- 39A [Earliest-born Oscar actor (“Disraeli,” 1929)] ARLISS – Great piece of trivia, and obviously much harder than a reference to the HBO show about the sports agent.
- 42A [Choice to minimize clashing] BEIGE – I tried TAUPE, so I had the right idea!
- 52A [Awarder of America’s oldest pr0-sports trophy] NHL – I knew this had to be right, but part of me thought PGA may be a possibility. As I well know, you have to go with your first instinct sometimes!
- 3D [Kick oneself for] REPENT OF – This partial sounds weird, but is technically correct. Not my favorite, since a repentant person doesn’t strike me as one that is beating himself up, but rather more of a mournful tone. But I could be wrong.
- 14D [Legendary turncoat knight] MODRED – I have heard of this character, but not in a long time and I am more familiar with the Mordred spelling. That made this one tough, and almost feel like a new word.
- 26D [Word from the Greek from “fine language”] EULOGY – Another great clue. This prompted an “Oh yeah!” response from me!
- 36D [Orange sauce in French cuisine] BIGARADE – OK, I watch a LOT of the Food Network and the Cooking Channel, and I have NEVER heard this word! My wife said she HAS heard it before, but definitely an addition to my vocabulary this weekend!
- 58D [Woman in white in 100+ ads] FLO – I don’t know how I got stumped on this one; I have Progressive insurance!!
See you all in 2017!
UP CARD is a term from stud variations of poker. In 7-card stud, the player has two down
cards and one up card to start. Eventually, if the player does not fold, he will receive four up cards and three down cards. The first up card is often referred to as the player’s DOOR CARD.
After looking it up, “unobtainium” is a humorous word used in engineering and other disciplines, referring to that ideal, unobtainable perfect material. We never heard of it, but fantasized the existence of “Unostainium” instead. I’d buy all my shirts made out of that if I could. Tablecloths, carpets, upholstery – the list is endless.
Taking it one step further, I would guess that sadly “Unostainium” is a subset of “Unobtainium”.
I’ll add that ‘unobtainium’ goes back decades.
Very hard, even for a Saturday. I found many answers to be obscure, unfair or unsound. Raise your hand if you knew these without Google: ORSINI, SIRENIA, ASCII ART or VIRTU.
Both hands waving. It’s a “NATIK” moment for me. (apologies to B. Quigley).
SO sorry. “NATICK” is the term I misspelled.
Yes total failure for me. Hopeless in both the NW & NE. Even the short ones were obscure. Never heard of a “circuit solicitor” or seen “around the bend” used that way (more like “in the foreseeable but not immediate future” for me), etc.
Definitely very hard, but I managed to get through it slowly. I like puzzles like this one which aren’t trying so hard to me modern and trendy and cool.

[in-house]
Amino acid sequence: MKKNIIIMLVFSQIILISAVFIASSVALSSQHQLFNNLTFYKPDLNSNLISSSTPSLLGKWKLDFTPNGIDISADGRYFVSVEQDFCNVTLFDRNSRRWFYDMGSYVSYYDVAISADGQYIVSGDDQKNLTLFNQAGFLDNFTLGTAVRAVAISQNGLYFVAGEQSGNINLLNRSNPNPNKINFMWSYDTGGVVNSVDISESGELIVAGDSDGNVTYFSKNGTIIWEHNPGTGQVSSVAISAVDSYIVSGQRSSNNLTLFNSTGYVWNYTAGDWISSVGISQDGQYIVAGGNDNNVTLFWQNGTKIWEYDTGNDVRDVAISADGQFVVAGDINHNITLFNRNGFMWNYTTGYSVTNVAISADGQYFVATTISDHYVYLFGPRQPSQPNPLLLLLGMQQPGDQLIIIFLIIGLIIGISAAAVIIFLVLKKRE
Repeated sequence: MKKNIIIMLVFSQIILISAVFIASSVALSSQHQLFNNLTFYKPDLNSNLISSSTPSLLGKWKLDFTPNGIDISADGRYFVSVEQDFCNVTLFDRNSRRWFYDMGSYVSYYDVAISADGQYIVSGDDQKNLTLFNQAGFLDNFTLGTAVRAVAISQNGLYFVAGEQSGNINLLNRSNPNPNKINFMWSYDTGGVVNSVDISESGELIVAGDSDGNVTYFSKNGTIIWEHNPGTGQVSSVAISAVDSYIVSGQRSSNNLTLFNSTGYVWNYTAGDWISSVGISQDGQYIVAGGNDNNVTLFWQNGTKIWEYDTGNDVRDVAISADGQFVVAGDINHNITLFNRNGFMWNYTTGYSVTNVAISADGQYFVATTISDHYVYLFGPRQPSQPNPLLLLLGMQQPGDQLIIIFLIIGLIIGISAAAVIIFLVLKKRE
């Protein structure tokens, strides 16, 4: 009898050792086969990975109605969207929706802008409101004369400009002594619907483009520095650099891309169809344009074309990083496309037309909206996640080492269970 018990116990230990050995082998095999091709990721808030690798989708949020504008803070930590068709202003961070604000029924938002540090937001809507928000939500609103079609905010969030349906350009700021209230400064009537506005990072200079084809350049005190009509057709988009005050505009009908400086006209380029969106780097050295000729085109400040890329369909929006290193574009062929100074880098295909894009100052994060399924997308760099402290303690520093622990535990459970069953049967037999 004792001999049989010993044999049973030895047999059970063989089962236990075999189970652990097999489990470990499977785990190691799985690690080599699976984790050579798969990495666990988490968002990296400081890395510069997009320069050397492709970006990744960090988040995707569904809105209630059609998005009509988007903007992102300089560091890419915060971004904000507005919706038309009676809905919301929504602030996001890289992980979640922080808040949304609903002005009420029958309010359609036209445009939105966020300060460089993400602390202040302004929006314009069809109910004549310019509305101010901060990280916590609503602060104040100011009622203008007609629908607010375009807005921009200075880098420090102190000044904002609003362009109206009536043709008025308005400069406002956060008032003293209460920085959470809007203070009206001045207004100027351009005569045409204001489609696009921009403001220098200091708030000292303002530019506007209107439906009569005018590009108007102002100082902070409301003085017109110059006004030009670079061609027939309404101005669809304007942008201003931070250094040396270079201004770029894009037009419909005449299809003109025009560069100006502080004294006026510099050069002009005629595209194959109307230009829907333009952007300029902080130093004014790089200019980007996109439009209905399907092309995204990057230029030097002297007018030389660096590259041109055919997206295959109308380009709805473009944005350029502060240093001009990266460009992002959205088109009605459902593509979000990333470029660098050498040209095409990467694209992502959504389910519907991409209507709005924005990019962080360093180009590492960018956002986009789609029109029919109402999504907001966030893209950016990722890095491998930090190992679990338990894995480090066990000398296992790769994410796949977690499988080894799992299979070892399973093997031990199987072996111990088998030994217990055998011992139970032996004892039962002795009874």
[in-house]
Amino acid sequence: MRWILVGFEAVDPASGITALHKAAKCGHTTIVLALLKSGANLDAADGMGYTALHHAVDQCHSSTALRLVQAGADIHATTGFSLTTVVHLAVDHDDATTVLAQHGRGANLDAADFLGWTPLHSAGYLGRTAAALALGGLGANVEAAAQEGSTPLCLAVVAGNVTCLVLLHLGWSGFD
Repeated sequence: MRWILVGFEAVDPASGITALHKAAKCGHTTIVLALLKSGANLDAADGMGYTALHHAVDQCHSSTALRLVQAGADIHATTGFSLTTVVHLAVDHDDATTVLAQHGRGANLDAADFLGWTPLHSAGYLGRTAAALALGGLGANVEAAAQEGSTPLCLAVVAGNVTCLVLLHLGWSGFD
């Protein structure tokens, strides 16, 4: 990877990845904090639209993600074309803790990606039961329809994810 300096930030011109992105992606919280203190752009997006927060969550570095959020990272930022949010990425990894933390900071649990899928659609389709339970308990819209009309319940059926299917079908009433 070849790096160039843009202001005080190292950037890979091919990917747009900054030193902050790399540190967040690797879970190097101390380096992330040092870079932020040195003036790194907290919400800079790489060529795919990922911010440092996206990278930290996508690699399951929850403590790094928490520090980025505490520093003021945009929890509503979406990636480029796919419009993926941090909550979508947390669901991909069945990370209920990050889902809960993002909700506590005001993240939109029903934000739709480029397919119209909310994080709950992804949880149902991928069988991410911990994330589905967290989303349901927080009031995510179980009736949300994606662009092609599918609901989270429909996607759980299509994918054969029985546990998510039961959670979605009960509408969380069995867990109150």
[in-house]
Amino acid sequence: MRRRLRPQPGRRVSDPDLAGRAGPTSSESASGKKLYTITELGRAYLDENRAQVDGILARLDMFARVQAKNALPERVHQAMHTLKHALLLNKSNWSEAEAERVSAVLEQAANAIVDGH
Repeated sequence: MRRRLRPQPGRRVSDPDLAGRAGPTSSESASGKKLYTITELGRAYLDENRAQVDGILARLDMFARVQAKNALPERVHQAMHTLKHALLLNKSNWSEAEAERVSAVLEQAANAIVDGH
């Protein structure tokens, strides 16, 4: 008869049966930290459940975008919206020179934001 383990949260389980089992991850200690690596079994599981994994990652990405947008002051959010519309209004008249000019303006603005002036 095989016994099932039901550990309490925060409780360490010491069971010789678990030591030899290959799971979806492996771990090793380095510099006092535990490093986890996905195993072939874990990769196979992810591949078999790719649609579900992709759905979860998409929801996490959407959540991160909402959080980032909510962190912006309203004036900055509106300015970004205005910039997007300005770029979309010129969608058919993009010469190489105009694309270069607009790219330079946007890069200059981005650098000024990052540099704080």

Virtu is a concept introduced by Machiavelli. It means much more than “virtue”, much more than “knowledge of the fine arts,” but is difficult to analyze thoroughly and precisely, (at least for me.) Orsini is one of those famous historical Italian family names but I don’t know anything about them.
Funny comment about spot weld. I wonder what ever happened to Tuesday. I seem to remember reading that she may be related to our former Governor William Weld. I loved the movie Pretty Poison
I was away for an Xmas break and did no crosswords for about ten days, so this was a tough re-introduction. But very good, I thought. I got SPOTWELD and PELHAM immediately and thought I would breeze through it, but then it was slow but steady after that, and HERBARIA was the last thing to go in.
I don’t think of myself as belonging to NERDCULTURE but I enjoyed seeing UNOBTAINIUM.
Couple of random questions, if I may:
1. Do any of you have good stories of mementos you’ve kept from your activities in crosswords?
2. Does anyone have any good suggestions for puzzle books that will float in the more Thursday-Sunday (NYT) area of difficulty?
oh, gosh — re: #2, you can hardly go wrong w/ any of peter gordon’s fireball collections!
Great puzzle, Jeff Chen is a genius, and I’m not a relative!
I put Jeff Chen in the same category as Bob Klahn. That’s not a compliment.
But is there a place we can talk about BEQ’s six star [my rating] puzzle in that NYT puzzle section? That was such a mind-bender!!
I felt as if I were solving a puzzle in a foreign language, but done with lots of guesses along the way. (I allow myself to confirm fill with Google but not to look up answers otherwise.) So not my favorite, but I’ll take the challenge, and nothing seemed terribly off. I even vaguely recognized ORSINI.